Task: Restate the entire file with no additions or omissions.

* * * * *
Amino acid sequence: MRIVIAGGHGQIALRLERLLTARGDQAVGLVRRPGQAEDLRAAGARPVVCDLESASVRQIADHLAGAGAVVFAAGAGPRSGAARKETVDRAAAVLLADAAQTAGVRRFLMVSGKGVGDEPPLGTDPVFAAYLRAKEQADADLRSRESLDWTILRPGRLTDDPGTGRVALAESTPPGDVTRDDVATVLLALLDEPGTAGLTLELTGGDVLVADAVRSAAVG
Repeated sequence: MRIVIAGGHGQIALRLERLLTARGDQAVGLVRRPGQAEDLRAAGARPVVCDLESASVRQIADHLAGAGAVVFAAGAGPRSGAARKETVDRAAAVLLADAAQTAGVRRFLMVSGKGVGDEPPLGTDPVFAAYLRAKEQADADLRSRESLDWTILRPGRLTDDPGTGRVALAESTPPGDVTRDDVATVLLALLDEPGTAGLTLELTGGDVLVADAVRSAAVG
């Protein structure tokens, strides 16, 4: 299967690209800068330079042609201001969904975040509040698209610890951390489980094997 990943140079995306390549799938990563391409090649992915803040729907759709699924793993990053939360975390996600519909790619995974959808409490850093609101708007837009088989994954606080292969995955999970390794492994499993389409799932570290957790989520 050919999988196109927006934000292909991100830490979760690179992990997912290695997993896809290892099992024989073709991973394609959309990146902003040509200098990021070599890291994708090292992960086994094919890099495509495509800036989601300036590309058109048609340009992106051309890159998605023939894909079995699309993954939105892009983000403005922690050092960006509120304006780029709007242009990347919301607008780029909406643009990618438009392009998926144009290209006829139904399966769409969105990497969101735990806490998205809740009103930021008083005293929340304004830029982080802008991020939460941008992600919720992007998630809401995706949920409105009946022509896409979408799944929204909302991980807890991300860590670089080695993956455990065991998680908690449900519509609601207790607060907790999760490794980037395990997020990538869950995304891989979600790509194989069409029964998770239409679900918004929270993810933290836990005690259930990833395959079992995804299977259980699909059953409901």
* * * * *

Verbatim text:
Amino acid sequence: MRIVIAGGHGQIALRLERLLTARGDQAVGLVRRPGQAEDLRAAGARPVVCDLESASVRQIADHLAGAGAVVFAAGAGPRSGAARKETVDRAAAVLLADAAQTAGVRRFLMVSGKGVGDEPPLGTDPVFAAYLRAKEQADADLRSRESLDWTILRPGRLTDDPGTGRVALAESTPPGDVTRDDVATVLLALLDEPGTAGLTLELTGGDVLVADAVRSAAVG
Repeated sequence: MRIVIAGGHGQIALRLERLLTARGDQAVGLVRRPGQAEDLRAAGARPVVCDLESASVRQIADHLAGAGAVVFAAGAGPRSGAARKETVDRAAAVLLADAAQTAGVRRFLMVSGKGVGDEPPLGTDPVFAAYLRAKEQADADLRSRESLDWTILRPGRLTDDPGTGRVALAESTPPGDVTRDDVATVLLALLDEPGTAGLTLELTGGDVLVADAVRSAAVG
């Protein structure tokens, strides 16, 4: 299967690209800068330079042609201001969904975040509040698209610890951390489980094997 990943140079995306390549799938990563391409090649992915803040729907759709699924793993990053939360975390996600519909790619995974959808409490850093609101708007837009088989994954606080292969995955999970390794492994499993389409799932570290957790989520 050919999988196109927006934000292909991100830490979760690179992990997912290695997993896809290892099992024989073709991973394609959309990146902003040509200098990021070599890291994708090292992960086994094919890099495509495509800036989601300036590309058109048609340009992106051309890159998605023939894909079995699309993954939105892009983000403005922690050092960006509120304006780029709007242009990347919301607008780029909406643009990618438009392009998926144009290209006829139904399966769409969105990497969101735990806490998205809740009103930021008083005293929340304004830029982080802008991020939460941008992600919720992007998630809401995706949920409105009946022509896409979408799944929204909302991980807890991300860590670089080695993956455990065991998680908690449900519509609601207790607060907790999760490794980037395990997020990538869950995304891989979600790509194989069409029964998770239409679900918004929270993810933290836990005690259930990833395959079992995804299977259980699909059953409901």